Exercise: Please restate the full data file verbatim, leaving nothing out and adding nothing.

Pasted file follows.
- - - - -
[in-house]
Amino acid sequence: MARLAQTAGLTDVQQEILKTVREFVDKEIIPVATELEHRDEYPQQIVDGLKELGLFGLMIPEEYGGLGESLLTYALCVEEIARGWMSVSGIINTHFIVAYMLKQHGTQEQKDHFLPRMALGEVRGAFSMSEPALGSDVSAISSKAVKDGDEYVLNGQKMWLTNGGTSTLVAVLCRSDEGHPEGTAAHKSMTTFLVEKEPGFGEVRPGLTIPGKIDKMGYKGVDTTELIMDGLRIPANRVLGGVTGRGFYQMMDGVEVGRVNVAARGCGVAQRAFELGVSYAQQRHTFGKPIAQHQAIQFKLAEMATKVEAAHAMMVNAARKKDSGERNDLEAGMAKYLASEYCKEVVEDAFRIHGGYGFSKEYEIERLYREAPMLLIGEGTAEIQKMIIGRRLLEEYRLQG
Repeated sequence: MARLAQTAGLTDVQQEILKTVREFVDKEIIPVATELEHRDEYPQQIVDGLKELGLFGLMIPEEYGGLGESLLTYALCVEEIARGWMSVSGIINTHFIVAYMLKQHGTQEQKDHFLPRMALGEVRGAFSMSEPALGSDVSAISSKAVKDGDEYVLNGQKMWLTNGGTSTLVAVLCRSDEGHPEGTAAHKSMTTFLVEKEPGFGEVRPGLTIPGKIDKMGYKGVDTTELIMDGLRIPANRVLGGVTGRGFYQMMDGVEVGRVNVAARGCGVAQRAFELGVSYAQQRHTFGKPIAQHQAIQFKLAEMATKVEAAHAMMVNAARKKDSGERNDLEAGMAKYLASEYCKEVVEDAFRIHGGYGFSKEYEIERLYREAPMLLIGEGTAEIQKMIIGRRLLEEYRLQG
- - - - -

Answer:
[in-house]
Amino acid sequence: MARLAQTAGLTDVQQEILKTVREFVDKEIIPVATELEHRDEYPQQIVDGLKELGLFGLMIPEEYGGLGESLLTYALCVEEIARGWMSVSGIINTHFIVAYMLKQHGTQEQKDHFLPRMALGEVRGAFSMSEPALGSDVSAISSKAVKDGDEYVLNGQKMWLTNGGTSTLVAVLCRSDEGHPEGTAAHKSMTTFLVEKEPGFGEVRPGLTIPGKIDKMGYKGVDTTELIMDGLRIPANRVLGGVTGRGFYQMMDGVEVGRVNVAARGCGVAQRAFELGVSYAQQRHTFGKPIAQHQAIQFKLAEMATKVEAAHAMMVNAARKKDSGERNDLEAGMAKYLASEYCKEVVEDAFRIHGGYGFSKEYEIERLYREAPMLLIGEGTAEIQKMIIGRRLLEEYRLQG
Repeated sequence: MARLAQTAGLTDVQQEILKTVREFVDKEIIPVATELEHRDEYPQQIVDGLKELGLFGLMIPEEYGGLGESLLTYALCVEEIARGWMSVSGIINTHFIVAYMLKQHGTQEQKDHFLPRMALGEVRGAFSMSEPALGSDVSAISSKAVKDGDEYVLNGQKMWLTNGGTSTLVAVLCRSDEGHPEGTAAHKSMTTFLVEKEPGFGEVRPGLTIPGKIDKMGYKGVDTTELIMDGLRIPANRVLGGVTGRGFYQMMDGVEVGRVNVAARGCGVAQRAFELGVSYAQQRHTFGKPIAQHQAIQFKLAEMATKVEAAHAMMVNAARKKDSGERNDLEAGMAKYLASEYCKEVVEDAFRIHGGYGFSKEYEIERLYREAPMLLIGEGTAEIQKMIIGRRLLEEYRLQG